Review: Feed

Feed is M.T. Anderson’s absolutely wonderful YA dystopian novel about a world where almost everybody has supercomputers planted into their brain, and thus is subject to 24/7 information, shopping, chatting and a veritable advertisement blitzkrieg. The novel focuses on Titus and his friends who, on a trip to the moon, meet a strange girl named Violet and end up getting touched by a hacker, which breaks their ‘feeds’, their name for the stream of information that is always incoming. Titus and his friends are fixed relatively easily, but because Violet had her feed implanted later than all the others, her feed isn’t as easily fixed and begins to break down more and more. The worst thing about this, however, is the fact that the feed is also tied to every singly bodily function, so as the feed begins to break, so does Violet’s body – she becomes sicker and sicker, presenting a large obstacle for Titus, who above all desirese normalcy and the staus quo. Also at had is Titus’s social standing, as Violet is not widely accepted in to his group of friends, mainly because she continues to talk about a life without the feed, which Titus and his friends can’t imagine.

The book isn’t very long, and may take a bit of getting used to. Like Burgess and Zamyatin (godfathers of dystopia, as far as I’m concerned), Anderson takes the time to semi-invent a new language, introducing a kind of futuristic slang where “null” means bad and people are referred to as “units” (male) or “unettes” (female). Because of this slang, and because the characters have gotten used to a life without verbal communication – the feed allows for instantaneous mental chatting – the importance of language is a key theme in the novel, especially what happens to the rest of society when language begins to disappear. The book also poses commentaries on the rising influence of commerce on every aspect of life, and just how dangerous it could be to become a completely consumption based society, where a person’s worth isn’t based on intrinsic value, but on how much money they spend.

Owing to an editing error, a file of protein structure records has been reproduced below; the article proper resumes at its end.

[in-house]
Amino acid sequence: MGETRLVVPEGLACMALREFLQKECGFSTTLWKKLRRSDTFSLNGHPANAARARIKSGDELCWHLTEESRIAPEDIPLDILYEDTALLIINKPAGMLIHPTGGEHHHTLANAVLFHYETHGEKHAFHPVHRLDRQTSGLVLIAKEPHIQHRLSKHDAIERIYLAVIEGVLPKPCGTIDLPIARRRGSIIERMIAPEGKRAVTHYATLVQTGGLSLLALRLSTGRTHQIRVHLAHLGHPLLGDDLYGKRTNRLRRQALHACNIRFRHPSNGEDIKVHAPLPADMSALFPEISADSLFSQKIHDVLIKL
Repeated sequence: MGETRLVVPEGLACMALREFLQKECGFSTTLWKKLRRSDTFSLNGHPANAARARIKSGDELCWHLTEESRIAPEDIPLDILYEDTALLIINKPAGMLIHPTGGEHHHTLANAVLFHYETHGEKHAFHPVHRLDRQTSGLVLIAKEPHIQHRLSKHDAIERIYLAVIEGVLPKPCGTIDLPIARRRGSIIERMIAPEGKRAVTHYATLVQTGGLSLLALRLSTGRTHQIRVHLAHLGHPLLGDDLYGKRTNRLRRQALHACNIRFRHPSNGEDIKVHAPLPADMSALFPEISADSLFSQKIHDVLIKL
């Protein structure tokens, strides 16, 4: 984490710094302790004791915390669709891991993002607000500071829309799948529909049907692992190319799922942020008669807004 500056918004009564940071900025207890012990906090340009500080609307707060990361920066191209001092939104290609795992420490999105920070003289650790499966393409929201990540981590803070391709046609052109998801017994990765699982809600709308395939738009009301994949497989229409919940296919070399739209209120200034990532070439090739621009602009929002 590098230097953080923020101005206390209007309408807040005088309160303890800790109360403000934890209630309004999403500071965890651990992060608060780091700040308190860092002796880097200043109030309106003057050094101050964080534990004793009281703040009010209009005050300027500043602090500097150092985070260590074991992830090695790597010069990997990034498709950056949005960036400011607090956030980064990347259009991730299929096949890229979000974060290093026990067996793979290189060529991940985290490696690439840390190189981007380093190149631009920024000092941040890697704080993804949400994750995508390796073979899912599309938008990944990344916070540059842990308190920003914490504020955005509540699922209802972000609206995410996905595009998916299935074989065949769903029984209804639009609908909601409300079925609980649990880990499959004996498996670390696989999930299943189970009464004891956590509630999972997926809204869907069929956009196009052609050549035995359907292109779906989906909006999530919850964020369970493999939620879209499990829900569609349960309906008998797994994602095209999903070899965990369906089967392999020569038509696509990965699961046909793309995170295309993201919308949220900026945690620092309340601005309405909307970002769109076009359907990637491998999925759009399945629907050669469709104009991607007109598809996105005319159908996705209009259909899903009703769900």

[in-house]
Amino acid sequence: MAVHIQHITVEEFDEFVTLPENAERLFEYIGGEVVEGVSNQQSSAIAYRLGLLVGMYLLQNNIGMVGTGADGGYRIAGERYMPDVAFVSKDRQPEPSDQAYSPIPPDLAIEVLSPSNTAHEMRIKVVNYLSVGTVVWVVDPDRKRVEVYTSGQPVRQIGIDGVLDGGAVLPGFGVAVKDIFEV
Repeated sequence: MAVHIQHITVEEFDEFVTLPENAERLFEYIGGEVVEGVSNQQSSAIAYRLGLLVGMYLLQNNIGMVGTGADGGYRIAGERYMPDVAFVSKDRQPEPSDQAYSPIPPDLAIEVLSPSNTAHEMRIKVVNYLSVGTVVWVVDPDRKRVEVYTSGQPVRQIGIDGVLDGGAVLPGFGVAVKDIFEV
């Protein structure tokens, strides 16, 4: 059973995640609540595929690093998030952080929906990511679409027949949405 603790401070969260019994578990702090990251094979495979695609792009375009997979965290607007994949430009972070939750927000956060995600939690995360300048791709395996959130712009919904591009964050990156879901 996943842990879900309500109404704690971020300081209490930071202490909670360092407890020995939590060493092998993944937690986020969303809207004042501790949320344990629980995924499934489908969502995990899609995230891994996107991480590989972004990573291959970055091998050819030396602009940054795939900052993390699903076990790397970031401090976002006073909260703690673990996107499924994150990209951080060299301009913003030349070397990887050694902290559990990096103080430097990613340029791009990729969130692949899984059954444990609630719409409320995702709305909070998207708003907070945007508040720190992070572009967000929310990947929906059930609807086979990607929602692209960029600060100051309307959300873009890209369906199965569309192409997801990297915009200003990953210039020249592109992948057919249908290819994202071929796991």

I read this book in my children’s literature class, and there were a number of my classmates who didn’t like the book as much as I did, mostly because they thought the language presented far too large a challenge. However, the context clues are more than helpful enough, and so I would recommend the book to anybody, really, but especially people who love dystopian fiction or are just looking for a nice introduction to science fiction in general, because the book, although possessing a number of sci-fi scenarios, is still somewhat grounded in a familiar reality. The book is only about 250 pages long (maybe a little more than that) so it couldn’t hurt to give it a read either way! Happy reading!


1 Comment (+add yours?)

  1. Andi
    Dec 30, 2009 @ 17:25:44

    I don’t teach this one in my children’s lit class (though I would LOVE to), but I have taught it for some of my freshman composition classes. We cap off our studies with this novel and all its grey-area type issues so they can write an analysis over it. It’s one of the best novels I’ve found to teach because even those students who don’t enjoy it can find some issue they identify with enough to discuss fruitfully. Glad you liked it!


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